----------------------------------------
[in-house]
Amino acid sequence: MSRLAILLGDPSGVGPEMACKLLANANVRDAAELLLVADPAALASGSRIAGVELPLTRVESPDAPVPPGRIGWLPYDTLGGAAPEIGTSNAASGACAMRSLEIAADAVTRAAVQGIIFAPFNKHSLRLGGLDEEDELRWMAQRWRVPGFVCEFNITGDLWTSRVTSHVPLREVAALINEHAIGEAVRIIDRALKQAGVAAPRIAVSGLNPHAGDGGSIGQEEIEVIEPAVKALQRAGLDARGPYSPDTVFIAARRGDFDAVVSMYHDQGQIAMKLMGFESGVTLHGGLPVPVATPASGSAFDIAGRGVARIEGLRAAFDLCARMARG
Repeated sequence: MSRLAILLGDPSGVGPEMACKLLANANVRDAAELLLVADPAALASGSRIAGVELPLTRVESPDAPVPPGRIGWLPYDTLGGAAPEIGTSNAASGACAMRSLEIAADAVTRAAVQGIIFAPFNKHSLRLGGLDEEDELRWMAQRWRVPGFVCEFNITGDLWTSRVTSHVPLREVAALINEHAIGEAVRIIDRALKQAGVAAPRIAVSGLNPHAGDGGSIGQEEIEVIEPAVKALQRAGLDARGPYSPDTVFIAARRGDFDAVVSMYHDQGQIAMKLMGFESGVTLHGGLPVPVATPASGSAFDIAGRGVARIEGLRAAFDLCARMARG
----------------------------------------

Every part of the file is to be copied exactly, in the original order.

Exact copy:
[in-house]
Amino acid sequence: MSRLAILLGDPSGVGPEMACKLLANANVRDAAELLLVADPAALASGSRIAGVELPLTRVESPDAPVPPGRIGWLPYDTLGGAAPEIGTSNAASGACAMRSLEIAADAVTRAAVQGIIFAPFNKHSLRLGGLDEEDELRWMAQRWRVPGFVCEFNITGDLWTSRVTSHVPLREVAALINEHAIGEAVRIIDRALKQAGVAAPRIAVSGLNPHAGDGGSIGQEEIEVIEPAVKALQRAGLDARGPYSPDTVFIAARRGDFDAVVSMYHDQGQIAMKLMGFESGVTLHGGLPVPVATPASGSAFDIAGRGVARIEGLRAAFDLCARMARG
Repeated sequence: MSRLAILLGDPSGVGPEMACKLLANANVRDAAELLLVADPAALASGSRIAGVELPLTRVESPDAPVPPGRIGWLPYDTLGGAAPEIGTSNAASGACAMRSLEIAADAVTRAAVQGIIFAPFNKHSLRLGGLDEEDELRWMAQRWRVPGFVCEFNITGDLWTSRVTSHVPLREVAALINEHAIGEAVRIIDRALKQAGVAAPRIAVSGLNPHAGDGGSIGQEEIEVIEPAVKALQRAGLDARGPYSPDTVFIAARRGDFDAVVSMYHDQGQIAMKLMGFESGVTLHGGLPVPVATPASGSAFDIAGRGVARIEGLRAAFDLCARMARG